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Society

Lipstick And Tiananmen: China Dives Into Livestreaming Censorship

It may have taken a little while, but the Chinese Communist Party woke up to the risks of losing control of information flows on livestream platforms.

Photo of a Chinese streamer recording

On June 22, a new regulation on the livestreaming industry was issued by Chinese authorities

Dan Wu

Austin Li Jiaqi, China’s “lipstick King” and most famous beauty influencer, has been missing since last month from social media and livestreams.

Most trace his absence to a livestream on June 3 when Li was presented with a tank-shaped cake — it was the night before the anniversary of the 1989 Tiananmen Square massacre.


Li had gained a reputation as being loyal to the Chinese Communist Party, and his livestreaming career has been launched in close cooperation with regional governments. Still, his sudden disappearance from his 170 million fans is perhaps the clearest sign that China’s massive livestreaming industry now has the full attention of Beijing's powers-that-be.

Booming industry under scrutiny

On June 22, a new regulation on the livestreaming industry was issued by China’s National Radio and Television Administration and the Ministry of Culture and Tourism. This 18-point guideline lists 31 banned behaviors for livestreamers, raising the bar of entry and requirements for practices in the booming digital economy.

The regulation clearly states that live video makers “must not commit any act that subverts state power or endangers national unity, sovereignty and territorial integrity,” and a "sound credit evaluation system" will be established in accordance with this code.

Other notable points include the requirement that influencers have relevant qualifications to discuss topics such as law, finance, medicine and education. Also, livestreamers are forbidden from showing an extravagant lifestyle on screen, while the platforms are directed to refrain from promoting public figures, who have violated the law or shown “low morals,” from being able to express their opinions publicly.

Austin Li Jiaqi and the infamous "tank cake" featured on his livestream on June 3

Austin Li Jaiqi's livestream

Patriotism and political correctness 

After Austin Li’s disappearance, the direct stress on “political correctness” and “good morals” in livestreaming indicates a significant new lever of control on freedom of speech on such platforms.

Especially with so many influencers in Hong Kong, Taiwan and even foreign webcasters joining livestreaming platforms in mainland China, their opinions and behaviors were also bound to be scrutinized.

The whole industry of livestreaming is now under the eye of Beijing.

On the 25th anniversary of Hong Kong’s return to China, videos featuring patriotic sentiments and “national pride” have been circulating all over Chinese social media, and many Hong Kong artists were asked to show their “loyalty and patriotism” on video.

In fact, this business of patriotism and nationalism is not a new phenomenon, having long been an easy way to attract online audiences. “Professionally patriotic” livestreamers have long been active on various platforms, including a few notable foreign voices joining in, posting videos that praise and sometimes even exaggerate China’s “progress.”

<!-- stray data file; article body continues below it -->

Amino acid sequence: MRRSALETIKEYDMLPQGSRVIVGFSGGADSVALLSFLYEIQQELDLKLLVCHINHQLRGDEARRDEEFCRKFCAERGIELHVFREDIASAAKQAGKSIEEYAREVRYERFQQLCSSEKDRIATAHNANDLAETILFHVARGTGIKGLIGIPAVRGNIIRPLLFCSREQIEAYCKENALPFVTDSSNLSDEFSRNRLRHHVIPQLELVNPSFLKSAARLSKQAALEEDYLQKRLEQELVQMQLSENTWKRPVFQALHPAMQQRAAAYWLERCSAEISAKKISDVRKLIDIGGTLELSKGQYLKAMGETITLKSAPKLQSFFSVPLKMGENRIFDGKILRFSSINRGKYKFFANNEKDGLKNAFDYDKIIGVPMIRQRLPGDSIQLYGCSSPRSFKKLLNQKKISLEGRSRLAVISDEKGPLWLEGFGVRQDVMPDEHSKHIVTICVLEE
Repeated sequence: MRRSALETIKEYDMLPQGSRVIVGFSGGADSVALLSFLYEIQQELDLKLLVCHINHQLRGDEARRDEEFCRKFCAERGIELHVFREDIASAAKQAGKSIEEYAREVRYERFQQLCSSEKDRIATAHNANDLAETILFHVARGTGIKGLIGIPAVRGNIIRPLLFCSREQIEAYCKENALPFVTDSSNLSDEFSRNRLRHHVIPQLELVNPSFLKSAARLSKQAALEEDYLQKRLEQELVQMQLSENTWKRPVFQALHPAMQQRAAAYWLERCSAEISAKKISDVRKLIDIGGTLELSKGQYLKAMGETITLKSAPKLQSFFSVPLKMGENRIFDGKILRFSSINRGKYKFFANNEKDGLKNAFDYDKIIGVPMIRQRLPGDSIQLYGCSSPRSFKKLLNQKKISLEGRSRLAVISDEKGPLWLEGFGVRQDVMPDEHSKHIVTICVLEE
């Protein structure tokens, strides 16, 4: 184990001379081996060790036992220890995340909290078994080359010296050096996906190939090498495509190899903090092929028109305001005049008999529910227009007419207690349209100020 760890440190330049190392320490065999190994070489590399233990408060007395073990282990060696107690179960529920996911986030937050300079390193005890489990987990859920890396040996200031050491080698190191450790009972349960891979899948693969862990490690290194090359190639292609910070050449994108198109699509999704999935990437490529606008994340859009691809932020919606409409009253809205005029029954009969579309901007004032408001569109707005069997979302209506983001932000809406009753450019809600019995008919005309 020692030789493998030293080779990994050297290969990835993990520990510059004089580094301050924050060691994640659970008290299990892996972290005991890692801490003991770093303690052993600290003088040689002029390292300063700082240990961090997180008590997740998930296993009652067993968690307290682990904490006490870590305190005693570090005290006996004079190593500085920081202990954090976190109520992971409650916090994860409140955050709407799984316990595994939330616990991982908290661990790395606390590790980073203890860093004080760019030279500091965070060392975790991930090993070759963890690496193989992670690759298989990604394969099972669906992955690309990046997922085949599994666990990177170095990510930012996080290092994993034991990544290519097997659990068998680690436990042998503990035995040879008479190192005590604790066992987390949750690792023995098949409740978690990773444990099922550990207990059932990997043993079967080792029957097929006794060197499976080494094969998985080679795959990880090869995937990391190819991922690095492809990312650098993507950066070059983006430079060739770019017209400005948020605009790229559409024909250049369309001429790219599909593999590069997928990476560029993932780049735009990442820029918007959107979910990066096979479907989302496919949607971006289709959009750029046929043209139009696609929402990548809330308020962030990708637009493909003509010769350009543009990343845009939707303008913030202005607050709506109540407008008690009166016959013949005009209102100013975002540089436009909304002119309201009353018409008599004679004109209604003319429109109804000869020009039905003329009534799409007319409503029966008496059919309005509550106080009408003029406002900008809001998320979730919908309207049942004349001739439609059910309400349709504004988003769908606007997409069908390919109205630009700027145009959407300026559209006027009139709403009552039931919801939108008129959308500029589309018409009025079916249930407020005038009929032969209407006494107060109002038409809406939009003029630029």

Of course, these were not the only voices. With frustration at COVID-related policies still alive in most regions in China, livestreaming has also been a medium for people and social activists to voice their dissidence and to reveal social realities.

Bad intentions

The release of the regulations themselves also provoked mixed views from online Chinese-language social media. There seems to be a widely shared belief that most video streamers are not “well-intentioned”, and are just “hunting" for audiences, often using shock and vulgarity to gain popularity.

The new codes would regulate the industry by setting admission requirements, and could therefore actually improve the quality of video content. Yet on the point of whether influencers should have certain qualifications to discuss certain topics, it is notable that the administration has not yet specified which qualifications are being referred to for what topic.

Many Chinese internet users are opposed to this notion of approving all content, as they think it would be “regrettable and boring” if only professionals could deliver the relevant points in such fields. Still, it is evident that the whole industry of livestreaming is now under the eye of Beijing, especially with its landscape that gives everyone a chance to voice themselves.

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Society

Gun Violence In America: Don't Blame The Victims — That Means Rappers Too

The recent shooting of Takeoff, a rapper, is another sad incident of gun crime in the U.S. But those blaming hip hop culture for contributing to gun violence ignore that rappers themselves are also victims. And the real point is that in today's America, nobody is safe from gun violence.

Gun Violence In America: Don't Blame The Victims — That Means Rappers Too

Fans wait outside State Farm Arena in Atlanta to attend the memorial service for Migos rapper Takeoff on Nov. 11

A.D. Carson

Add the name of Takeoff, a member of the popular rap trio Migos, to the ever-growing list of rappers, recent and past, tragically and violently killed.

The initial reaction to the shooting to death of Takeoff, born Kirsnick Ball, on Nov. 1, was to blame rap music and hip hop culture. People who engaged in this kind of scapegoating argue that the violence and despairing hopelessness in the music are the cause of so many rappers dying.

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